I grow many of the herbs we use for dishes and cocktails at Cuvée at The Greenporter Hotel and have even managed to grow tomatoes, peas and onions in a limited space. We have even been blessed with the occasional self-sprouting potato or pumpkin from compost. But it is the Asparagus Officinalis, a flowering perrenial, that I planted three years ago that eludes me. Asparagus has been grown since ancient Egyptian and Roman times and in 2012, I am still waiting for the stalks to emerge in my garden in Greenport. I started the asparagus from seeds, soaking them in lukewarm water for 48 hours, according to the instructions. I planted the seeds in 15-inch trenches, 18 inches apart. And still no asparagus.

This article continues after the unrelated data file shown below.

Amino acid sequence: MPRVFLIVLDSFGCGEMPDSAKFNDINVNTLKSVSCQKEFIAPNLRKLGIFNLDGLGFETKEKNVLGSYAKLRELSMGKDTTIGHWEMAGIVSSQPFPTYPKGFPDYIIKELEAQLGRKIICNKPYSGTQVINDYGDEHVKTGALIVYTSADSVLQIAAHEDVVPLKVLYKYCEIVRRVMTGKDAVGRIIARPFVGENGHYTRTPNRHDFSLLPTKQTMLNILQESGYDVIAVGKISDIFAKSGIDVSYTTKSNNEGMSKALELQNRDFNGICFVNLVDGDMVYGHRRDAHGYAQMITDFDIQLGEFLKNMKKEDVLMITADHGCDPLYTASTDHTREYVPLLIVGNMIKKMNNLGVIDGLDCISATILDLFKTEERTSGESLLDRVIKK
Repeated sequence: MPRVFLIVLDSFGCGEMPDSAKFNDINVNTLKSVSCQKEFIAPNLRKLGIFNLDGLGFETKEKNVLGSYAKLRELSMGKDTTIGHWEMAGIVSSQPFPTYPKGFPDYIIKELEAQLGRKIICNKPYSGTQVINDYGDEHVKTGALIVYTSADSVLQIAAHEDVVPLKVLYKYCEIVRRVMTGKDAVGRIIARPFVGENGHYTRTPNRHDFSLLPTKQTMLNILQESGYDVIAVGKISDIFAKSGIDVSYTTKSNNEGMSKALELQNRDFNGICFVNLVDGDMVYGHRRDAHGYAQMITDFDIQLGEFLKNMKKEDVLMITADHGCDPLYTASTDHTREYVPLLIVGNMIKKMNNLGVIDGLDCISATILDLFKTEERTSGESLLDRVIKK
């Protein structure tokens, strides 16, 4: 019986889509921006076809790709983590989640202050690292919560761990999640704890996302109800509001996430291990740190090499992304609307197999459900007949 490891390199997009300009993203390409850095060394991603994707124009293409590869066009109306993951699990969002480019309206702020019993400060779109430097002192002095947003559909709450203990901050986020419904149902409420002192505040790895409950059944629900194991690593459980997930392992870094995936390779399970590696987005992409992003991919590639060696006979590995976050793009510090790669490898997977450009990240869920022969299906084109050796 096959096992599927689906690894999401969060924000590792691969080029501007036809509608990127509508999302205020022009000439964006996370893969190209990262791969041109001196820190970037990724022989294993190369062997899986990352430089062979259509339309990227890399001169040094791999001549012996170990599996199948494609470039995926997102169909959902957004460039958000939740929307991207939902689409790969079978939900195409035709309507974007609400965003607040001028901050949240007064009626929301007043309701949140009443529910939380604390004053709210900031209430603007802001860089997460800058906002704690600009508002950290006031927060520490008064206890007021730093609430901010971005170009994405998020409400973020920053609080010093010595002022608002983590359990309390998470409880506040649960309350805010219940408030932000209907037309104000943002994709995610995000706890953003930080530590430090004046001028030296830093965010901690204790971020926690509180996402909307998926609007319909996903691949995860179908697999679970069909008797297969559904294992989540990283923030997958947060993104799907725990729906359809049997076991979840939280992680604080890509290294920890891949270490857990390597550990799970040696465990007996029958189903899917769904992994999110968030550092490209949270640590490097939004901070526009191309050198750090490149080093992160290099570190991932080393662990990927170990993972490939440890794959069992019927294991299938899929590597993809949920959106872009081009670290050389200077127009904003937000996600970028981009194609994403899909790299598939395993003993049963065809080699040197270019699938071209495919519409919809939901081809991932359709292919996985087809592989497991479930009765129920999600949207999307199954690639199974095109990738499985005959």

Asparagus is supposed to grow well in porous soil of stone and gravel like we have on the North Fork. We are the same latitude as Bordeaux and share the same sea-side terroir. This is why wine makers have been able to cultivate vinifera grapes and produce world-class wines, yet I am struggling with the asparagus officinalis.
Fortunately, I felt vindicated as I called on gardening expert, Michael Horn, Chief of Seed Inventory Control at Long Island Cauliflower Association. "We don't carry asparagus seeds because of the difficulty and time it takes to grow. What we do offer are 25 bare roots that we sell for under $25".
Lucky for those of us on the North Fork, the soon-to-open Greenport Farmers Market and farm stands along Route 25 and 48 will be carrying plenty of asparagus and other spring vegetables. And perhaps in year four, I may finally conquer this elusive love and harvest my own asparagus.
Recipes: For an easy and delicious spring asparagus brunch ideas, try grilled asparagus with poached eggs on www.seasonedfork.com.